Screencasting as PLP reflection
Students create screencasts for student-led conferences
Sixth graders at The Dorset School in southern Vermont are in their second year of working with Personal Learning Plans (PLPs). These exuberant adolescents have fond memories of one experience. Last year, these students were paired with teacher Amanda Thomas. Mid-way through the year of working with her students on PLPs, Mrs. Thomas realized that their PLP work was falling flat; she had to do more to involve them.
Using Screencasting with PLPs
“I wanted something fun and engaging for my students. Reflecting on their learning through a written response didn’t motivate my students. It was just something else to do. I wanted them to creatively share all of their learning and growth. I wanted their voice recorded to it so they could fully explain their learning.”
At this point, Mrs. Thomas chose to do something that many great middle school teachers do: she asked her students for input. “How do we make PLPs more fun and more exciting?”
As the class discussed adding images, videos, and audio, one particular student suggested screencasting.
This tech-savvy 5th grade boy explained the applications and use of the reflection tool, Screencast-o-matic, a Google Chrome App.
The fifth graders were immediately intrigued and interested in trying this tool with their PLPs. Later that week, the same student taught the class and his teacher how to use Screencast-o-matic.
The results were dramatic: there was instantly more investment, more engagement and more fun around the student PLP process.
A different mode of reflection creates engagement
Part of the appeal of screencasting is that students are involved in a different style of reflection. When speaking about the benefits, sixth grader Drew Engard said,
“You are able to be more interactive. You are able to keep practicing.”
Students can include images, video, and music to make the PLP reflect their own interests and passions. “You need to have pictures of what you like and pictures of your work,” one student said. Many students in the class reflected that the ability to do reflection with technology is preferable to pen and paper tasks. Most importantly, the ability to personalize is key for these kids. Student Calvin Parent said,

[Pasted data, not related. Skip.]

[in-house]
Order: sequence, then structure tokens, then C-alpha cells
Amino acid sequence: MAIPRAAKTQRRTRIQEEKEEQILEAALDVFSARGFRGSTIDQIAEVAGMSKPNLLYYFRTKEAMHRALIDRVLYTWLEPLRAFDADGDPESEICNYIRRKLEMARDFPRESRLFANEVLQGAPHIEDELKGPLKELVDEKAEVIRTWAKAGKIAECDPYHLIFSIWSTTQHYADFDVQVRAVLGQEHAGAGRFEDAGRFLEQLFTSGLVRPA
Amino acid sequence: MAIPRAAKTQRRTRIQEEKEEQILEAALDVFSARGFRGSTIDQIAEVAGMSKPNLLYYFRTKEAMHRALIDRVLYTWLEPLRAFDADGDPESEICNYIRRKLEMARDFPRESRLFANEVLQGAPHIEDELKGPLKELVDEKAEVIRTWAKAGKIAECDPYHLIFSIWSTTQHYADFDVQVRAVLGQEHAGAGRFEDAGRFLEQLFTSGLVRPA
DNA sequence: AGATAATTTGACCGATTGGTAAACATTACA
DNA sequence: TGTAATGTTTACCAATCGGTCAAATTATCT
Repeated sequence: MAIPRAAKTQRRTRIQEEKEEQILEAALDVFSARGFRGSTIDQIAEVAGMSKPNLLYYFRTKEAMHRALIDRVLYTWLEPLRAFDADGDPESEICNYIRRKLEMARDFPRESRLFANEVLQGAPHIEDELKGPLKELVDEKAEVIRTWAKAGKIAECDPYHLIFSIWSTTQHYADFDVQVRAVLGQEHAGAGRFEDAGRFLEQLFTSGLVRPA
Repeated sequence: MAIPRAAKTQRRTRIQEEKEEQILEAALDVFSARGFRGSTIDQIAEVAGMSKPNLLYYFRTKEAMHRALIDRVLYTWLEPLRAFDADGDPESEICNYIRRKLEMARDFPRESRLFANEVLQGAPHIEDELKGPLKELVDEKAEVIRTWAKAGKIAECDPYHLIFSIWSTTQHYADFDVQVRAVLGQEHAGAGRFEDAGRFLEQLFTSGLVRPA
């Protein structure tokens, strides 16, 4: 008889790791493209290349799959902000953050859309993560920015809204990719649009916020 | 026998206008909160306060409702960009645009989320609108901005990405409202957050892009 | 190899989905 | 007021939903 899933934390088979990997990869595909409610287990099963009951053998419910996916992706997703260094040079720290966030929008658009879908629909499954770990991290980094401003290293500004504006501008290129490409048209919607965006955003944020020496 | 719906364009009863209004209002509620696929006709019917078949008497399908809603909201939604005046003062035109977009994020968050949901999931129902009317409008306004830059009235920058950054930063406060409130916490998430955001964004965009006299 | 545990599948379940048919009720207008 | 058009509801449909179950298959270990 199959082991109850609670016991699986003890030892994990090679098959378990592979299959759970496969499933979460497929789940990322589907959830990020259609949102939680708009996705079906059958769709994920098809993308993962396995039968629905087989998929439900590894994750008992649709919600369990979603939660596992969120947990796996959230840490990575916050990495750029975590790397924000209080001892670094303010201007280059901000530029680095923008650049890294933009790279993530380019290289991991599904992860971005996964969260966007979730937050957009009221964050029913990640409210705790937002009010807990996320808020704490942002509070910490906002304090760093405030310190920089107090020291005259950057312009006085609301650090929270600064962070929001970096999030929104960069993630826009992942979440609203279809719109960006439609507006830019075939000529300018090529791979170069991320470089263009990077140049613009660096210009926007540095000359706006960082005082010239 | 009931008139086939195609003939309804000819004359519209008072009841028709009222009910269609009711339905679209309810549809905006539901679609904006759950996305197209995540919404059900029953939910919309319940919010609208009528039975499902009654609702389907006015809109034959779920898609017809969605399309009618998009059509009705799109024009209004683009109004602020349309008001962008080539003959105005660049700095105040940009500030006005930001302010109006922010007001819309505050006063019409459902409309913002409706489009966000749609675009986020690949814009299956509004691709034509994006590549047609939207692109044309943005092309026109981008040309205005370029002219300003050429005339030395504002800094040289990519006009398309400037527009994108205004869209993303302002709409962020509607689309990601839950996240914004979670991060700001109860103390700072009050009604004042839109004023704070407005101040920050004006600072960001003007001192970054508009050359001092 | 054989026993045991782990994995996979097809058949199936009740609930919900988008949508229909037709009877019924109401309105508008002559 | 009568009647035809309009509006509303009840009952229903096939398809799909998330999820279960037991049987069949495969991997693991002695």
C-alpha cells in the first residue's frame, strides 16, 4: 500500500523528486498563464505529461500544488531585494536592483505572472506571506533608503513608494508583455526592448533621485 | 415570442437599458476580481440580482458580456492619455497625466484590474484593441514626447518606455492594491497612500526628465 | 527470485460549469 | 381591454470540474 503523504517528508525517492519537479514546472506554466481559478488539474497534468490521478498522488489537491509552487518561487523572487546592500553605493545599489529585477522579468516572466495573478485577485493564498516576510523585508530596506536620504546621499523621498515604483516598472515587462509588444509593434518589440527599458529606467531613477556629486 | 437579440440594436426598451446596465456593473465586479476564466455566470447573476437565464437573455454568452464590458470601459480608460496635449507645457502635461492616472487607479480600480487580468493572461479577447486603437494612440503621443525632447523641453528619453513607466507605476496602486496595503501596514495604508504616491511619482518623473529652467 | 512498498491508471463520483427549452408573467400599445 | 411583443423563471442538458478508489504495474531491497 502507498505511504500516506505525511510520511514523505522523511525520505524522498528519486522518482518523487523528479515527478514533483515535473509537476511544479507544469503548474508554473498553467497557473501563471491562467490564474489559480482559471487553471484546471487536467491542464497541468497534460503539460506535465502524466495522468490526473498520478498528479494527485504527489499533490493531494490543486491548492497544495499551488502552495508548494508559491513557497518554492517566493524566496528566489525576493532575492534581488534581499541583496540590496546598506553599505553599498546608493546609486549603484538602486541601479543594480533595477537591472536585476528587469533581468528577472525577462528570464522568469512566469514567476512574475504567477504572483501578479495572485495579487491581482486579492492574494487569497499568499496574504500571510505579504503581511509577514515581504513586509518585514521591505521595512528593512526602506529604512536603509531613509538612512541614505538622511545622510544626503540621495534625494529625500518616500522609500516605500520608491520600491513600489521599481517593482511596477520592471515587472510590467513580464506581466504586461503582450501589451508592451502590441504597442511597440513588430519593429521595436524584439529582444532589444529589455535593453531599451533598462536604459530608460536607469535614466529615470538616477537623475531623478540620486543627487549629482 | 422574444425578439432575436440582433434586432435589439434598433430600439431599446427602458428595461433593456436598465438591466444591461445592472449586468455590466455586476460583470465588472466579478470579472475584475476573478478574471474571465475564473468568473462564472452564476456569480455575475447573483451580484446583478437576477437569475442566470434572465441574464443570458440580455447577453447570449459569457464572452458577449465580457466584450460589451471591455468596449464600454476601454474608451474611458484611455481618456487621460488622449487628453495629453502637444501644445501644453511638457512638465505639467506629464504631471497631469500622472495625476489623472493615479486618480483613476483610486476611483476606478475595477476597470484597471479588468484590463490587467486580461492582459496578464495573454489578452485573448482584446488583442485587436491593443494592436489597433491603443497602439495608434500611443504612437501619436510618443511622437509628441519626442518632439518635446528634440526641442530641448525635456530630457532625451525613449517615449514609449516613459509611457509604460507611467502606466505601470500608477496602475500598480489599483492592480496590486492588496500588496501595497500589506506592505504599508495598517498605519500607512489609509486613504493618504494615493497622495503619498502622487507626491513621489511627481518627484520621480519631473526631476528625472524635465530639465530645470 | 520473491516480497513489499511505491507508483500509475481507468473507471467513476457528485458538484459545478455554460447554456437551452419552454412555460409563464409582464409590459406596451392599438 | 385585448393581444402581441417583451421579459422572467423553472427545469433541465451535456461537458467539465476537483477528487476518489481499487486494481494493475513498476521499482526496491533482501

“Making the presentation is fun…you make your own colors and backgrounds. It was more interesting and you wanted to do it instead of doing what you would normally do.”
Screencasting to lower anxiety at student-led conferences
These sixth graders, like many in Vermont, participate in student-led conferences.
One common advantage these kids identified is that when they recorded screencasts, they felt more comfortable in their parent conferences. Students enjoyed the ability to practice, redo, and fix mistakes in a recording. Preparing a PLP reflection in screencasting format allowed these young adults to breathe a little easier in front of their parents and teachers.
As a parent, I find it surprising to learn that kids are nervous in front of us. But it was unanimously true that kids expressed anxiety around student-led conferences. According to them, having a recorded screencast made them feel safe, prepared, and comfortable.
What does a PLP screencast look like?
Listen to this presentation by Lou to understand her level of ease.
In this story, the teacher encouraged her students to have a voice in the process. Mrs. Thomas adeptly guessed that the key to PLP success was student involvement. Perhaps simply because she asked her students to contribute and have a voice in the process, “There was more investment and more buy in, ” says Thomas.
As schools move forward in PLP implementation, they should consider using screen casting for engaging students in reflection.
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RT @VTEducare: Screencasting as PLP reflection https://t.co/w0HKX5NUGk via @innovativeEd
The Tarrant Institute for Innovative Education: engaging learners through innovative technology.. https://t.co/ZiHzAnMXv3 #Disrupt